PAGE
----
In this case, the trial court’s review of the planning board’s decision was governed by RSA 677:15, V, which provides that the trial court "may reverse or affirm, wholly or partly, or may modify the decision brought up for review when there is an error of law or when the court is persuaded by the balance of probabilities, on the evidence before it, that said decision is unreasonable." The trial court may not substitute its judgment for that of the board. Saturley v. Town of Hollis, 129 N.H. 757, 760 (1987). Furthermore, if any of the board’s reasons for denial of the special use permit support its decision, then the plaintiffs’ appeal must fail. See NBAC Corp. v. Town of Weare, 147 N.H. 328, 332 (2001). Accordingly, we must determine whether the evidence supports the trial court’s decision that the planning board’s decision was unlawful or unreasonable.

The planning board found that the plaintiffs "failed to address the extent of impact in the wetland[s] buffer areas" or "show that there [was] no feasible alternative" as required by subsections and 3, because they had not assessed the impact of the proposed road on the wetlands buffer. Subsection requires design and construction methods, which "minimize detrimental impact" upon the wetlands and subsection requires that there be no feasible alternative route, which has "less detrimental impact" upon the wetlands.

The parties agree that the planning board reasonably interpreted the term "wetland[s]," as used in subsections and 3, to be coextensive with the geography described in subsection 8.4, which includes not only the wetlands proper but also the 100-foot buffer. Indeed, plaintiffs’ counsel acknowledged that reading the provisions otherwise would lead to an absurd result. Although we might not agree, we do believe it would be anomalous to protect the wetlands buffer from road construction, while disregarding its existence for purposes of granting a special use permit pursuant to subsection 8.5.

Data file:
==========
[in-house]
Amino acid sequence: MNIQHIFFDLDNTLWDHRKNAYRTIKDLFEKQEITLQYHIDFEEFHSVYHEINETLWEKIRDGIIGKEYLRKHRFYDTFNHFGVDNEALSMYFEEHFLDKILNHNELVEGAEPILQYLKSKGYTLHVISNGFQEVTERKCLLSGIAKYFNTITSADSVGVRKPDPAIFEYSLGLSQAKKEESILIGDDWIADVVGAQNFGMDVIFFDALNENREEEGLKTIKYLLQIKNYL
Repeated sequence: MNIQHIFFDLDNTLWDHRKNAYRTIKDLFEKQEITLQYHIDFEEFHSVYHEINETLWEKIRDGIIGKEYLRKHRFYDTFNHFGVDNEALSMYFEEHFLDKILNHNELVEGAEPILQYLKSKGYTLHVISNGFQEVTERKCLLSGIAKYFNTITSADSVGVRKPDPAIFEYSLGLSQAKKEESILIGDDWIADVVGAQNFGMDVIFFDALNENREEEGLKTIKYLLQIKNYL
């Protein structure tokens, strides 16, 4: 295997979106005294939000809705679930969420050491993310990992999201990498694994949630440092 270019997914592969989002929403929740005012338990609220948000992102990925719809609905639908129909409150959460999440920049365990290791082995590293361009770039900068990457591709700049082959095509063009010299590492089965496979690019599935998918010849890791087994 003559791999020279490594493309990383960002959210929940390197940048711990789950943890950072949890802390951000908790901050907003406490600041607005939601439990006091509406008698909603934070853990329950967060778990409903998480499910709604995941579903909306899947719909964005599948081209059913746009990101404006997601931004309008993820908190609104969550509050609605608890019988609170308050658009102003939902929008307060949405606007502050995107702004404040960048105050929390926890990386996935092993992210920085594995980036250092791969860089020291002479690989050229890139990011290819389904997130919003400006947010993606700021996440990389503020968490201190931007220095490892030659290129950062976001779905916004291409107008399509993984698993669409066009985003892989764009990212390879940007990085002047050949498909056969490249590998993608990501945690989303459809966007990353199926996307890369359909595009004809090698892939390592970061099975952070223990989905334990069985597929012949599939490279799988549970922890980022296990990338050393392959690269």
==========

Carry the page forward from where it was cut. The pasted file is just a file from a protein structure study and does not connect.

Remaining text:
Therefore, it was neither unlawful nor unreasonable for the planning board to require the plaintiffs to establish that the design and construction of the proposed subdivision road would minimize detrimental impact upon the wetlands buffer and that no feasible alternative design would have a less detrimental impact. The plaintiffs failed to make this showing because their expert conceded that he had not analyzed the impact of the proposed road on the wetlands buffer. Accordingly, the trial court erred in finding that the decision of the planning board was unlawful and unreasonable and that the plaintiffs had satisfied the requirements of subsections to Because we reverse the trial court’s decision, we need not address the defendants’ remaining arguments.

The plaintiffs contend that the permit issued by the New Hampshire Department of Environmental Services Wetlands Board is dispositive of whether they satisfied the requirements of subsection 8.5. The permit alone, however, does not prove that the requirements of subsection 8.5 have been satisfied since it does not address the impact of the proposed construction on the wetlands buffer. As the trial court correctly noted, "[A] municipality is not estopped from creating more restrictive rules for wetlands issues than those required by the [Wetlands] Board."

The plaintiffs also attack the constitutionality and efficacy of the ordinance. However, it is the plaintiffs’ compliance with the ordinance that is at issue in this case, not the validity of the ordinance. The trial court found that the "sole issue discussed and decided by the Planning Board was whether the installation of a paved roadway in or around certain wetlands on the plaintiffs’ proposed subdivision was permitted under [subsection] 8.5." Therefore, we decline to address the plaintiffs’ arguments to the extent they raise issues that were not before the planning board. See Exeter Hosp. Medical Staff v. Board of Trustees of Exeter Health Resources, 148 N.H. 492, 499 (2002).